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Source: Newsday

Schumer asks FDA to mandate removal of contaminant 1,4-dioxane

BY EMILY C. DOOLEY

Posted: April 13, 2017
Originally Published: April 13, 2017

Sen. Chuck Schumer on Thursday called for a U.S. Food and Drug Administration requirement that manufacturers remove the probable carcinogen 1,4-dioxane from such consumer products as shampoos and lotions.

Schumer (D-N.Y.) plans to file a legislative petition with the FDA, his office said.

“It’s time to drain 1,4-dioxane from everyday products,” Schumer said Thursday. “When it’s used in your bathtub, it can seep into the aquifer.”

Citizens Campaign for the Environment executive director Adrienne Esposito said there were two ways the chemical was getting into the water supply — from legacy manufacturing contamination and consumer cleaning products.

“This is exactly what needs to happen,” she said about the petition, which is also signed by Sen. Kirsten Gillibrand.


Long Island’s nearly 3 million residents rely on a complex system of underground aquifers for their drinking water. Water from precipitation seeps through the region’s sandy soil to recharge those aquifers. But contaminants, such as 1,4-dioxane, can also enter the water supply.

There is no permitted method approved in New York to remove the probable carcinogen, but the Suffolk County Water Authority is set to launch a pilot treatment system this month.

The chemical is used as a solvent for resins, oils and waxes, but it can be a byproduct formed during the manufacturing process of cosmetics and personal care products. Frequently, it is not listed on ingredient labels.

“It’s not identified on the list of ingredients,” Schumer said. “Even the most attentive of consumers and families can’t identify it. Consumers can’t identify it and most importantly it ends up in our water supply.”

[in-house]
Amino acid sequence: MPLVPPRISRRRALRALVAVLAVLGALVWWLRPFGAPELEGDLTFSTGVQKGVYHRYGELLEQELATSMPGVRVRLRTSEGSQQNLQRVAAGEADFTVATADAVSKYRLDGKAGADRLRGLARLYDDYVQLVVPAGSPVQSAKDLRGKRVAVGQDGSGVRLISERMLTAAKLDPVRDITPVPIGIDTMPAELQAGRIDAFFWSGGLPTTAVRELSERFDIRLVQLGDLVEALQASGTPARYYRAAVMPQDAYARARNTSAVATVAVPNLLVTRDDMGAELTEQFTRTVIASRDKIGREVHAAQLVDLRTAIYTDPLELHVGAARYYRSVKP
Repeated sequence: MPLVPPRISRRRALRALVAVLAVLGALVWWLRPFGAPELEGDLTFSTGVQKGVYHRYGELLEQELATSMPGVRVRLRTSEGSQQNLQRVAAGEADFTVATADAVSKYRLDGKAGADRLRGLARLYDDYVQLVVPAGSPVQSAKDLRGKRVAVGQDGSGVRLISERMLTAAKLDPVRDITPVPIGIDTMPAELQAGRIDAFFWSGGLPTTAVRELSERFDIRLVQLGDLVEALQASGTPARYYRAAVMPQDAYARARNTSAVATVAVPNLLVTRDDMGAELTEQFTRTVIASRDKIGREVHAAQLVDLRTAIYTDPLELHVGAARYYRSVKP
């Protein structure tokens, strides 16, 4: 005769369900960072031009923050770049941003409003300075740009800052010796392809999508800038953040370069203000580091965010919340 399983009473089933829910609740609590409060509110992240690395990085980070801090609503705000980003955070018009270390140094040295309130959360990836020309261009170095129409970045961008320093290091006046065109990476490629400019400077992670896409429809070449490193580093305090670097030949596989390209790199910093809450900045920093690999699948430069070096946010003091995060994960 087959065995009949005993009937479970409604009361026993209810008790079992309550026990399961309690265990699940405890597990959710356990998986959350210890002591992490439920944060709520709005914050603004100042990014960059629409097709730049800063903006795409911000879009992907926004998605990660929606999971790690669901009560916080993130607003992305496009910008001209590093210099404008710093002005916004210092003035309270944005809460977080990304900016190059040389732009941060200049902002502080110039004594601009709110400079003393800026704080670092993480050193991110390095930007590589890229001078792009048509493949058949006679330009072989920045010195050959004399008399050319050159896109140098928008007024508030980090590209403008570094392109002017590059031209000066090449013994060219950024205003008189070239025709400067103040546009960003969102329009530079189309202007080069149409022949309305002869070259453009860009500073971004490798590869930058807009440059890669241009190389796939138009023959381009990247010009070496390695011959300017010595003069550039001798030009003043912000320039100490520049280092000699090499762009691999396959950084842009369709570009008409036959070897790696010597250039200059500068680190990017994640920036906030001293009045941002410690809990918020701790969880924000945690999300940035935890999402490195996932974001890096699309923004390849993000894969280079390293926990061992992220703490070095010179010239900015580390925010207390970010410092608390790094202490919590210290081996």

The FDA has been monitoring 1,4-dioxane levels in cosmetics since the 1970s and has measured declines in the presence of the chemical.

The agency has no limit on the concentration allowed, but it has alerted manufacturers to health hazards and notified them about a process known as vacuum stripping that can remove the contaminant, according to the agency’s website.

Schumer’s office said vacuum stripping is a cost-effective way to protect public health.

The issue of 1,4-dioxane came to light during a U.S. Environmental Protection Agency program that requires all large suppliers and a sampling of smaller ones to test for up to 30 unregulated contaminants every five years.

That list included 1,4-dioxane. Sample results released last year showed that 71 percent of water suppliers tested on Long Island detected levels of the chemical that could pose a 1-in-a-million cancer risk after prolonged exposure.

Nationwide, only 6.9 percent of water suppliers tested reported concentrations with the same estimated cancer risk.

Removing 1,4-dioxane from personal care products that are used and washed down the drain could reduce concentrations in the water supply, Schumer’s office said.